NEW YORK — Late last month, a press release trumpeted news about an exciting new première Sept. 20: The "National Symphony Orchestra World Première of Beethoven's Overture to 'Macbeth.' "
In smaller print it added: "In the Sketch Realization by Albert Willem Holsbergen."
Washington Post music critic Philip Kennicott lashed out immediately. His angry-toned article explained that Beethoven never wrote an overture to "Macbeth," an opera project the composer contemplated but abandoned, and that only a few scraps of notes remain, not enough to assemble for an overture.
So what is being performed by the NSO Sept. 20 in Washington? A work by Albert Willem Holsbergen, a Dutch computer programmer and part-time composer. It will be the first performance of his work "based on Beethoven's sketches" by a professional orchestra.
The idea originated with a website (www.unheardbeethoven.org) that Mr. Holsbergen set up along with a Wisconsin lawyer and fellow Beethoven fan, Mark Zimmer. It offers MIDI files of rarely performed or fragmentary works by the early 19th-century luminary. After various chatroom discussions, Holsbergen decided to put together a "Macbeth" overture based on sketches Beethoven had left behind.
Although the overture is highly somber, the job was done good-naturedly, and on his website Holsbergen thanks his cat Peter "for graciously raising from the keyboard, thus allowing him to get on with the job."
In June, the resulting score was brought to NSO music director Leonard Slatkin, who says, "I felt the work had enough intrinsic merit and curiosity factor to warrant a performance."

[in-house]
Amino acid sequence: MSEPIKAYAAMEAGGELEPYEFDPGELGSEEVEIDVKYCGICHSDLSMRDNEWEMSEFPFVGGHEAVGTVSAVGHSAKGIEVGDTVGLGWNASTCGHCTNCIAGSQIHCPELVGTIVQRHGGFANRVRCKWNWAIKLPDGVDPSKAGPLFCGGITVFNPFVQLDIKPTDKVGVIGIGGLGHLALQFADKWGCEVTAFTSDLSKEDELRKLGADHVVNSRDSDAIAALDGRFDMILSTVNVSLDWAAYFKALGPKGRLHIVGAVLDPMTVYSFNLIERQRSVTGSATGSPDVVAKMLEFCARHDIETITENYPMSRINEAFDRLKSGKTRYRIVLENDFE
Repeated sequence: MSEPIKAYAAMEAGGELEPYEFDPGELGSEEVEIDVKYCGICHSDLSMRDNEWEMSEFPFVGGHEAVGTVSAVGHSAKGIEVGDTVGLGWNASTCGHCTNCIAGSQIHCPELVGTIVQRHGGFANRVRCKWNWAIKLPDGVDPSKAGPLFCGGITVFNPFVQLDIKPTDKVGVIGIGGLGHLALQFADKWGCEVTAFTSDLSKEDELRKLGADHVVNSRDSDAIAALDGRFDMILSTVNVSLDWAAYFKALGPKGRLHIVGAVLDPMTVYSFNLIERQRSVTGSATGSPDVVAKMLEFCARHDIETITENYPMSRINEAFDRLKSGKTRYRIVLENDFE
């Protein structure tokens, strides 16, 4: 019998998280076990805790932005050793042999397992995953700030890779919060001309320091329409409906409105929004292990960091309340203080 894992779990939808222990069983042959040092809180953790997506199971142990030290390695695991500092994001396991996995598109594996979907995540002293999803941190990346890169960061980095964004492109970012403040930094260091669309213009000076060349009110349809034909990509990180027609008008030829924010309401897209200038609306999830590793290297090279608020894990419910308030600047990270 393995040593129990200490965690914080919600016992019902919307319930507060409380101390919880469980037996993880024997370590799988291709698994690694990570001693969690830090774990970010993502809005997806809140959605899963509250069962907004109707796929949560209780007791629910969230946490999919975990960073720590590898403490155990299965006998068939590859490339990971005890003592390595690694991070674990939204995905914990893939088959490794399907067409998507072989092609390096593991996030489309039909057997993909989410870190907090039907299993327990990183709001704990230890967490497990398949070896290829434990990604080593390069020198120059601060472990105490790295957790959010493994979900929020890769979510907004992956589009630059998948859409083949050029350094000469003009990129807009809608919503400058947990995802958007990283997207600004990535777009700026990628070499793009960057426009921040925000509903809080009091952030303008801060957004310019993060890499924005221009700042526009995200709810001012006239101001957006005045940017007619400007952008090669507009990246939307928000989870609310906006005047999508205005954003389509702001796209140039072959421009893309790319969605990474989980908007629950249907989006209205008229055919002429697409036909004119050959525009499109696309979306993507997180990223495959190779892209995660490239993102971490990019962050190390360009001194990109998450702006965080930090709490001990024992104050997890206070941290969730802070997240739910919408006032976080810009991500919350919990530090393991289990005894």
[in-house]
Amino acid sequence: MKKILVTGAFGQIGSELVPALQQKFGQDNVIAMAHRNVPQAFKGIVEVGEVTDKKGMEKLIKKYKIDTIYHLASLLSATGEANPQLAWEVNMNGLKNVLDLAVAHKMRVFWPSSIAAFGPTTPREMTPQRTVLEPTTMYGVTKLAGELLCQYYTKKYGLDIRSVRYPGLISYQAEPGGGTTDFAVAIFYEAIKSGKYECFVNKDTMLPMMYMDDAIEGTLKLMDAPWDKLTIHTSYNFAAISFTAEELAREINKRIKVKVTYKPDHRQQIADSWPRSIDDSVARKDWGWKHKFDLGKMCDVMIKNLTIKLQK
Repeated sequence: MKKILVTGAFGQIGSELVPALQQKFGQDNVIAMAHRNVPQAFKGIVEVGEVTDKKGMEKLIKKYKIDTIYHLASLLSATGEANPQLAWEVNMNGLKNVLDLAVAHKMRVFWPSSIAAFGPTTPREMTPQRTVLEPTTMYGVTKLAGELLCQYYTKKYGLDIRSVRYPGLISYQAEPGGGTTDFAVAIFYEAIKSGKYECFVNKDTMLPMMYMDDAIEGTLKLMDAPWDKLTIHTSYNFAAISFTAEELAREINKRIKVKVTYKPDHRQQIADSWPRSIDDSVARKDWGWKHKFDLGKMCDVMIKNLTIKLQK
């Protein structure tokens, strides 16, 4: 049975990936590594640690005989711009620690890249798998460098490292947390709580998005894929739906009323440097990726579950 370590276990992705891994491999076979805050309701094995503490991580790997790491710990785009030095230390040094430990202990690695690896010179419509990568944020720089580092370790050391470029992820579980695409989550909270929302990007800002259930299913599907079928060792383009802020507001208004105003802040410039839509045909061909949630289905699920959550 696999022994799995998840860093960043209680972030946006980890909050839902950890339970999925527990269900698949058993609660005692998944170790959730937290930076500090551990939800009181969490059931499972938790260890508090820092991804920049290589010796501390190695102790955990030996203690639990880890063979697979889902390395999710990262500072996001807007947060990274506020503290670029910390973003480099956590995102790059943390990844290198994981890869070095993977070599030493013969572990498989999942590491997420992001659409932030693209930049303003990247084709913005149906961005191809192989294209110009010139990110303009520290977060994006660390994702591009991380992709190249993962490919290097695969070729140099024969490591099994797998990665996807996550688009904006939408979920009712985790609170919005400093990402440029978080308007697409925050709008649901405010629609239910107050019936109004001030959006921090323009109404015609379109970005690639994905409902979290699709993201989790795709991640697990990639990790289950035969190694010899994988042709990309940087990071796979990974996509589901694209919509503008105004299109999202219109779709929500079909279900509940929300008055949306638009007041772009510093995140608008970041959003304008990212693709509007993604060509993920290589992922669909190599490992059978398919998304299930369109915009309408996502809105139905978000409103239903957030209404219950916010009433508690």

Slatkin told the Monitor: "Mr. Holsbergen's obscurity is not so different from others who have completed works in the past. Very few people knew Anthony Payne, who recently put together the Third Elgar Symphony. Franco Alfano is only remembered for writing the second half of the third act of Puccini's 'Turandot.' The 10th Mahler [symphony] has been realized by no fewer than five different persons, none of whom are recognized as composers in their own right.
"This particular work has less information than the Mahler 10th, but more than the Puccini. It is certainly not a work by Beethoven, just as the 'Turandot' finale is not a work by Puccini."
The Dutch composer says he'd prefer the work to be billed as "Holsbergen (based on Beethoven's sketches)" rather than what the NSO calls it: "Beethoven (completed by Holsbergen)." Holsbergen suggests that the audience at the première "listen for 'Beethovenish' themes, if that interests them. Or perhaps to the overall architecture of the piece, or to the harmonies, or to how the emotional state evolves from one phrase to the next."
Despite the objections of the Post critic, many Beethoven fans may agree with Slatkin, who says, "I enjoy the speculative nature of these kinds of ventures. If there is some surviving [Beethoven] material, I would much rather know what might have been, rather than know nothing at all."
Slatkin is eager to see "if audiences feel the spirit of Beethoven or Mr. Holsbergen." Right now, no recording is planned of the overture, so the three performances Sept. 20, 21, and 22 may be the only occasions for audiences to judge for themselves.